Write a function `hbaltree`

to construct height-balanced binary trees
for a given height. The function should generate all solutions via
backtracking. Put the symbol `:x`

as information into all nodes of
the tree.

Example:

```
hbaltree(3)
[[:x [:x [:x [] []] [:x [] []]] [:x [:x [] []] [:x [] []]]]
[:x [:x [] [:x [] []]] [:x [:x [] []] [:x [] []]]]
...]
```

Consider a height-balanced binary tree of height `H`

. What is the maximum
number of nodes it can contain? Clearly, `maxn = 2**H - 1`

. However,
what is the minimum number `minn`

? This question is more difficult. Try
to find a recursive statement and turn it into a function `minnodes`

.

Example:

```
minnodes(5)
12
```

On the other hand, we might ask: what is the maximum height a
height-balanced binary tree with `x`

nodes can have?

Example:

```
maxheight(35)
7
```

Now, we can attack the main problem: construct all the height-balanced binary trees with a given number of nodes.

Example:

```
hbaltreenodes(5)
[[:x [:x [] []] [:x [:x [] []] [:x [] []]]]
[:x [:x [] [:x [] []]] [:x [] [:x [] []]]]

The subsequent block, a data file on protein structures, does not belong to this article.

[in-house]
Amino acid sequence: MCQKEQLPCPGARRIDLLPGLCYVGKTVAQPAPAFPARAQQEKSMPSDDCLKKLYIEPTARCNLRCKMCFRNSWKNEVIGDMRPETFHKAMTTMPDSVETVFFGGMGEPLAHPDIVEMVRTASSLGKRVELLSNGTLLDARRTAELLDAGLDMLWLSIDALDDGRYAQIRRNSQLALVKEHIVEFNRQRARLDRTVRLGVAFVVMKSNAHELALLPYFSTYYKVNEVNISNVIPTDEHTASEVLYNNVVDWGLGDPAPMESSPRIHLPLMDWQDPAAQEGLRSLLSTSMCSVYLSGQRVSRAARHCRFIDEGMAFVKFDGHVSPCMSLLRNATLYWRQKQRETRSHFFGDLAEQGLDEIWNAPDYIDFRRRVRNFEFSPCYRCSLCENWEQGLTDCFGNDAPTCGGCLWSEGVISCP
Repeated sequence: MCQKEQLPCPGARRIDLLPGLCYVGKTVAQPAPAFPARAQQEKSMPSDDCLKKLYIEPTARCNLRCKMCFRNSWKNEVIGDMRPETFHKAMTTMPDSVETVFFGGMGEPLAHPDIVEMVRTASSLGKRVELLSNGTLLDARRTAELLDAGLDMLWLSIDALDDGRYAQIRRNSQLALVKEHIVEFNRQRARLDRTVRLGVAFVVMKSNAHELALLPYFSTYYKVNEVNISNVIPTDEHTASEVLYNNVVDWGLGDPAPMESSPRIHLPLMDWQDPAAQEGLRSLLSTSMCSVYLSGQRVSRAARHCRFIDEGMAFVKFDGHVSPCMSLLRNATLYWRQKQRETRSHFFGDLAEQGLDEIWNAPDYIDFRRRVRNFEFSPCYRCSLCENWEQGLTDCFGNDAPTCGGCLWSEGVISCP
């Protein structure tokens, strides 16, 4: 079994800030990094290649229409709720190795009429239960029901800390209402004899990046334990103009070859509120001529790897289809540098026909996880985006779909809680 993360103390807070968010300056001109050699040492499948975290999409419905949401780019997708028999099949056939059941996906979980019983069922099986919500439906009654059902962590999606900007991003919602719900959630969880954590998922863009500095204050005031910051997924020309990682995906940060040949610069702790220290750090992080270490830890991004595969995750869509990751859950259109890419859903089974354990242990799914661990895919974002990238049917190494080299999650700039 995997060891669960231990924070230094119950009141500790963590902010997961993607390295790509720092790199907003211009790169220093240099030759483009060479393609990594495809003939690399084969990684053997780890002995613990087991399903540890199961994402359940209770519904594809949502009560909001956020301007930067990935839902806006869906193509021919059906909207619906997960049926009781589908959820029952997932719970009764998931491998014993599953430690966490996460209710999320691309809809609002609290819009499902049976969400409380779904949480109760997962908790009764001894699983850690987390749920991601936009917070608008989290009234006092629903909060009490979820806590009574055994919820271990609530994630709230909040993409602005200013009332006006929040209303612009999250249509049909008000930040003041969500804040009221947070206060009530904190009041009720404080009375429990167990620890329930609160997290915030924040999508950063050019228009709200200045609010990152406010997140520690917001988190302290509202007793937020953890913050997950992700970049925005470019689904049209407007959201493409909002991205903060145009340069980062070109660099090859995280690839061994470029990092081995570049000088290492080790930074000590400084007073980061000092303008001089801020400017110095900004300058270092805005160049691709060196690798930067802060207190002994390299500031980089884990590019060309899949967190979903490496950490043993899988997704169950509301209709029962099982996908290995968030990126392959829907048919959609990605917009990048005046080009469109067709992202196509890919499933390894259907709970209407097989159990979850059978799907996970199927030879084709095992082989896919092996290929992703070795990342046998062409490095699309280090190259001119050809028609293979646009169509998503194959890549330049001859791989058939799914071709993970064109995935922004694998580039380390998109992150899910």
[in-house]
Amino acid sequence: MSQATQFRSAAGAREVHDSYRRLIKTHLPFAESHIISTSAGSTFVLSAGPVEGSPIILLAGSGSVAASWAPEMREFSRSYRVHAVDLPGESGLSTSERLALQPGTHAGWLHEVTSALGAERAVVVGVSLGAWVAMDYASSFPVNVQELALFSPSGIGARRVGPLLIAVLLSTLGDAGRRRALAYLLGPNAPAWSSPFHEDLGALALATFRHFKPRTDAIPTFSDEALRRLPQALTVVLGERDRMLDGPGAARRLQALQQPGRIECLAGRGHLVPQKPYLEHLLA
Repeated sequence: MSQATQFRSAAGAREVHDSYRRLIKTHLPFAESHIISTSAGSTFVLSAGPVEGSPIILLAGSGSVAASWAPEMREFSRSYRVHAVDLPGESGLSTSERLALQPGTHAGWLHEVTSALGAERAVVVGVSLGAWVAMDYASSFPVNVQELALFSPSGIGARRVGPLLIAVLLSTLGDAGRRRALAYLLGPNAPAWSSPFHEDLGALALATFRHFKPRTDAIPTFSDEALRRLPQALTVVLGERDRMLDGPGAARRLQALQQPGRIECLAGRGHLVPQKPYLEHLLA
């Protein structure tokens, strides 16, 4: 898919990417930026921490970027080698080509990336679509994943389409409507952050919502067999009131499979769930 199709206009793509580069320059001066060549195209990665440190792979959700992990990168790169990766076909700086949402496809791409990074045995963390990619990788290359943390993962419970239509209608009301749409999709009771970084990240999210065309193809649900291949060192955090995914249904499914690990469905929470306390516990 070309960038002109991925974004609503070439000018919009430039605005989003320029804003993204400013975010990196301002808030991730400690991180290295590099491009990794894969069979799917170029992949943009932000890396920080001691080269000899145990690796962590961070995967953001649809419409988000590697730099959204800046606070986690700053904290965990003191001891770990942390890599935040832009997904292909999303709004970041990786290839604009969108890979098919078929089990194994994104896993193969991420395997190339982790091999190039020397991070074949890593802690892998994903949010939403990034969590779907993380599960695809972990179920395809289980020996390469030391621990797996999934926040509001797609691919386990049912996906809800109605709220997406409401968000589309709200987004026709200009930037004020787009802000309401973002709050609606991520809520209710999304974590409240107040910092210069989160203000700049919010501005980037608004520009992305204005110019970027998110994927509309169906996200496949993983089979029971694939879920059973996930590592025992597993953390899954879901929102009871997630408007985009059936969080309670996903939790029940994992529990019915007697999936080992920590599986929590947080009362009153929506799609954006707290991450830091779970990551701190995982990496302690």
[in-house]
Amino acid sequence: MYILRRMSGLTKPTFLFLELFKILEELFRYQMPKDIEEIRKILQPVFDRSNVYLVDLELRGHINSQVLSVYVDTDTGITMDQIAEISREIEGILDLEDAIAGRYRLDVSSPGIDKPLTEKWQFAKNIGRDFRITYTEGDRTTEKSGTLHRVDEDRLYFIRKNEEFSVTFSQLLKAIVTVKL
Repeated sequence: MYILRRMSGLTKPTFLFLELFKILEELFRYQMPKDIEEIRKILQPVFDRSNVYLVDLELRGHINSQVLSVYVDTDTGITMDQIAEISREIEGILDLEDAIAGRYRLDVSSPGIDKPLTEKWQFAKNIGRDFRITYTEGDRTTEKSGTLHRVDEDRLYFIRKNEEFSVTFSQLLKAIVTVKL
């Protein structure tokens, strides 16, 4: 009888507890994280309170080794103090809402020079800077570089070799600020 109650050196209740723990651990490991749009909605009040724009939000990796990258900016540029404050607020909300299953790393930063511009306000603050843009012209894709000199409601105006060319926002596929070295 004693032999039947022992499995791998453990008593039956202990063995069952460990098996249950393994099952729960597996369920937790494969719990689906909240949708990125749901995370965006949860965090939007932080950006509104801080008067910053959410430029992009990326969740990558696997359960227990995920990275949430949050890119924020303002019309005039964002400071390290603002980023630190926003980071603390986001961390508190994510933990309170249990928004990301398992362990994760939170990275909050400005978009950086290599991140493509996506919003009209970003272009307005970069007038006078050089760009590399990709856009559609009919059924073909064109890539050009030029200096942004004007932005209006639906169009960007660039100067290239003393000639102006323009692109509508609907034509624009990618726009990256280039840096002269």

[:x [:x [] [:x [] []]] [:x [:x [] []] []]]
[:x [:x [:x [] []] []] [:x [] [:x [] []]]]
[:x [:x [:x [] []] []] [:x [:x [] []] []]]
[:x [:x [:x [] []] [:x [] []]] [:x [] []]]]
```

Find out how many height-balanced trees exist for `x`

= 15.

A leaf is a node with no successors. Write a function `countleaves`

to count them.

Example:

```
countleaves([:x [:x [] []] [:x [:x [] []] [:x [] []]]])
3
```

As stated in the previous problem, a leaf is a node with no successors.
Write a function `leaves`

to collect them in a list.

Example:

```
leaves([:a [:b [] []] [:c [:d [] []] []]])
[:b :d]
leaves([:x [:x [] []] [:x [:x [] []] [:x [] []]]])
[:x :x :x]
```

An internal node of a binary tree has either one or two non-empty successors. Write a function internals to collect them in a list.

Example:

```
internals([:a [:b [] []] [:c [:d [:e [] []] []] []]])
[:a :c :d]
```

A node of a binary tree is at level N if the path from the root to
the node has length N-1. The root node is at level 1. Write a function
`atlevel`

that collects all nodes at a given level in a list.

Example:

```
atlevel([:a [:b [:c [] []] [:d [] []]] [:e [] []]];3)
[:c :d]
```

Using `atlevel`

, it is easy to construct a function `levelorder`

which